The widespread transition of primary rainforest to agricultural systems, secondary forests, and tree plantations under intensive management has occurred, or is occurring, throughout the tropics. In order to guide the restoration of degraded tropical lands and achieve their long-term sustainable land use, it is imperative to better understand how deforestation, forest conversion, and land cover affect the litter conditions.
Researchers from Xishuangbanna Tropical Botanical Garden (XTBG) investigated litterfall production, standing litter and litter quality for 5 years in a tropical seasonal rainforest (TSR), tropical secondary forest (TSF), tropical anthropogenic forest (TAF), and a rubber monoculture (RM) in Xishuangbanna, SW China.
The researchers examined the differences in litterfall production, standing litter, and nutrient returns and their related nutrient use efficiency (NUE) among the four forests. They also assessed the effects of tropical forest transition on litter conditions.
They found clear differences in the community composition and vegetation characteristics among the four studied tropical forests in Xishuangbanna. The amount of litterfall, standing litter, nutrient returns, and NUE, all significantly varied with forest types, reflecting their differences in the ecophysiological responses of specific plant communities at different ages.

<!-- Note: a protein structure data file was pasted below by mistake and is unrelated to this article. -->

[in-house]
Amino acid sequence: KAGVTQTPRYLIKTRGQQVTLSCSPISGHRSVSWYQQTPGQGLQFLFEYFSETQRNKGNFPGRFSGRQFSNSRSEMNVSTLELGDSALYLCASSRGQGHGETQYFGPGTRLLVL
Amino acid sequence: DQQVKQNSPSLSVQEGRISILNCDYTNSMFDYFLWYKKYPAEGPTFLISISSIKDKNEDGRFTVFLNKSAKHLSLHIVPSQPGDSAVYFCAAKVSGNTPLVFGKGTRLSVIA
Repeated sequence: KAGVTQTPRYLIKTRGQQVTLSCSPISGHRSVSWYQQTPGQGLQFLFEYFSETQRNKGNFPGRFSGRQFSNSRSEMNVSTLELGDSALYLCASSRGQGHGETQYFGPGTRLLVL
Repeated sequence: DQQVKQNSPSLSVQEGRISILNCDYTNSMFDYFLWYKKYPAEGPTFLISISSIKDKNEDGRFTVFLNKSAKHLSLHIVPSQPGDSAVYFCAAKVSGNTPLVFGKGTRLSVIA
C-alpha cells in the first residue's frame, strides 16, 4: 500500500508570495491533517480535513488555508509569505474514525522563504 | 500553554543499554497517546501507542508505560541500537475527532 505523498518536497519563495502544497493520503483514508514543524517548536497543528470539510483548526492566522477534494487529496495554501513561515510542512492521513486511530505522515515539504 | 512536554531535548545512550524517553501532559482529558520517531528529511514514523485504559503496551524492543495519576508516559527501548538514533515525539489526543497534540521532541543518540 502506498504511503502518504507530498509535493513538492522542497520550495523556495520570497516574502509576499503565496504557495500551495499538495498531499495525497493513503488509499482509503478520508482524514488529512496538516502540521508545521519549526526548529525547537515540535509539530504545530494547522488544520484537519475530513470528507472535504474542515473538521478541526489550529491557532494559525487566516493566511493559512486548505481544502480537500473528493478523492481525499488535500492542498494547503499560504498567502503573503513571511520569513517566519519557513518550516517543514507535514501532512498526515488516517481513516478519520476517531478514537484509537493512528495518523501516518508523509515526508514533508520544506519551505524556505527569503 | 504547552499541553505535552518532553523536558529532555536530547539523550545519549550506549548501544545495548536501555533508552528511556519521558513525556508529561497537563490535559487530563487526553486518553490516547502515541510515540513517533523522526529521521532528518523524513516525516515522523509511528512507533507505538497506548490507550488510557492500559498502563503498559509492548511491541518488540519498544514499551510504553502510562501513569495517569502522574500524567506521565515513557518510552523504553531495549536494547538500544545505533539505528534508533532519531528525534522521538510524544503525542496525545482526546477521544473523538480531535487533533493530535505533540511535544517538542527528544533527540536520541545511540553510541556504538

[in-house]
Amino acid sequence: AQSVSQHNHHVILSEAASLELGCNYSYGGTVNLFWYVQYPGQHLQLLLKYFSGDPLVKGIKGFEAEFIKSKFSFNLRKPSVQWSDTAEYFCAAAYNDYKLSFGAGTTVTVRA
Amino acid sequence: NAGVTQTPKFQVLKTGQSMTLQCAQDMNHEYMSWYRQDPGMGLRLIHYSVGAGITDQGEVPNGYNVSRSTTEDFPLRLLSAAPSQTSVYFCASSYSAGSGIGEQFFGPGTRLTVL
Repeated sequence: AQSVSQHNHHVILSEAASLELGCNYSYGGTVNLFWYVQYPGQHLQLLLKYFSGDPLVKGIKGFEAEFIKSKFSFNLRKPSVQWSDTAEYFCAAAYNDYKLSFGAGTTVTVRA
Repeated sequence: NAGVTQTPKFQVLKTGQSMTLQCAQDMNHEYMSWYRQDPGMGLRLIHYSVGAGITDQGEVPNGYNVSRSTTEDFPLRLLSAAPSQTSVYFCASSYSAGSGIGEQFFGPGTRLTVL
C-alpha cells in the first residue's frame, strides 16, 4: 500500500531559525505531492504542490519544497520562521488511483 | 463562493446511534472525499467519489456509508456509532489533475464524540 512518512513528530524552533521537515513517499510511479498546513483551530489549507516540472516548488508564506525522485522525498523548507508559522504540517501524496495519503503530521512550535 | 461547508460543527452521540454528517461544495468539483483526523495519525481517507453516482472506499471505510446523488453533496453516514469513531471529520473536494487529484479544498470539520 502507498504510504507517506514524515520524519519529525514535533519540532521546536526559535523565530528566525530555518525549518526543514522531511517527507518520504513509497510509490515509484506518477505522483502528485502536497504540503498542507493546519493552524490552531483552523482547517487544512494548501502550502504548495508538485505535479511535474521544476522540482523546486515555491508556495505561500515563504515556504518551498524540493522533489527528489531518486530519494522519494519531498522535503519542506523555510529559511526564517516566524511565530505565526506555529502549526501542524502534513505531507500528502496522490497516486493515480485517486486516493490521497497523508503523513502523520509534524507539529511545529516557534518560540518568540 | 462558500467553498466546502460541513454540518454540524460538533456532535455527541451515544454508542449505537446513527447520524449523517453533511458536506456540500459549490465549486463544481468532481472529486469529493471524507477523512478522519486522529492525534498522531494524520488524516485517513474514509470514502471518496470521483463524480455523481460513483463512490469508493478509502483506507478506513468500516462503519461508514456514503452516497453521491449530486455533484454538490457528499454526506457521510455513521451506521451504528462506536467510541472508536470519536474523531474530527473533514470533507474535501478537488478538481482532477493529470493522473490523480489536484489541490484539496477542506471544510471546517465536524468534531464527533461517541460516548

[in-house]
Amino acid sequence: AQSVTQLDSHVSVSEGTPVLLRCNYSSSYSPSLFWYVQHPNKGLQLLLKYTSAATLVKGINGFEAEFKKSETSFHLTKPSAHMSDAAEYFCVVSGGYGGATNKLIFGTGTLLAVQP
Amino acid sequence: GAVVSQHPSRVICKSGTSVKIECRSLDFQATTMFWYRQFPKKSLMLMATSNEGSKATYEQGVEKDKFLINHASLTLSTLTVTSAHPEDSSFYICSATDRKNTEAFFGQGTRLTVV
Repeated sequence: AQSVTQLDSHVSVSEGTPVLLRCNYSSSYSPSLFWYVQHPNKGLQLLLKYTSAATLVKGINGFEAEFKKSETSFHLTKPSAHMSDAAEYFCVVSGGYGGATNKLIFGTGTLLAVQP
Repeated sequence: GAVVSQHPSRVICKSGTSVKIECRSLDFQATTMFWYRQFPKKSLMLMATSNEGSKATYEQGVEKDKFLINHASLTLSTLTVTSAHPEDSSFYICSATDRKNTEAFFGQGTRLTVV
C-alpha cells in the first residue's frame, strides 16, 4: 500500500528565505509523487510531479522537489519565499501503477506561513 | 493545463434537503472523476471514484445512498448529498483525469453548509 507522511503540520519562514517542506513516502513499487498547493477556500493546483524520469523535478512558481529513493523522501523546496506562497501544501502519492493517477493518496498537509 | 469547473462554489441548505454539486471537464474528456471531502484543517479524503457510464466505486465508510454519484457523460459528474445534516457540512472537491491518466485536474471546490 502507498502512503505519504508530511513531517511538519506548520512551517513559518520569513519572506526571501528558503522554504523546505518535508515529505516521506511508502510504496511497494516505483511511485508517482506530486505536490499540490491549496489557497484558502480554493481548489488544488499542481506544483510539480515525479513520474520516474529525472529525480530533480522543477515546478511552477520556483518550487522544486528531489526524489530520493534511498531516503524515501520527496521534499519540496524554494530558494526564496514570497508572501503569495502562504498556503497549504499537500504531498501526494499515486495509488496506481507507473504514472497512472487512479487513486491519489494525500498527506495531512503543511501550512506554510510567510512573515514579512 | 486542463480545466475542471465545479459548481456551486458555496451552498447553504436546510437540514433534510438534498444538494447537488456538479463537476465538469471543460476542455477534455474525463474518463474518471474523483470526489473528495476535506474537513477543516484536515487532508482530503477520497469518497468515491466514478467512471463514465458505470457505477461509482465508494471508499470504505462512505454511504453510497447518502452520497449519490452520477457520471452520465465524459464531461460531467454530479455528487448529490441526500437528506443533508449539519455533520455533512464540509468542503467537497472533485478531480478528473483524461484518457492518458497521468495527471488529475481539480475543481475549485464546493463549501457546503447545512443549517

The annual mean litterfall was significantly higher in tropical secondary forest, followed by tropical anthropogenic forest, tropical seasonal rainforest and rubber monoculture.
Compared with the rubber monoculture and its simplified community structure, precipitation and temperature apparently had more influences on litterfall production from tropical seasonal rainforest and tropical secondary forest with their relatively species-rich communities. Similar to litter production, most of the nutrient returns occurred in the cool and dry season.
“Our results suggest that conversion of tropical primary forest to young secondary/anthropogenic forest could effectively increase litter production and nutrient returns but decrease NUE”, said Prof. LIU Wenjie, principal investigator of the study.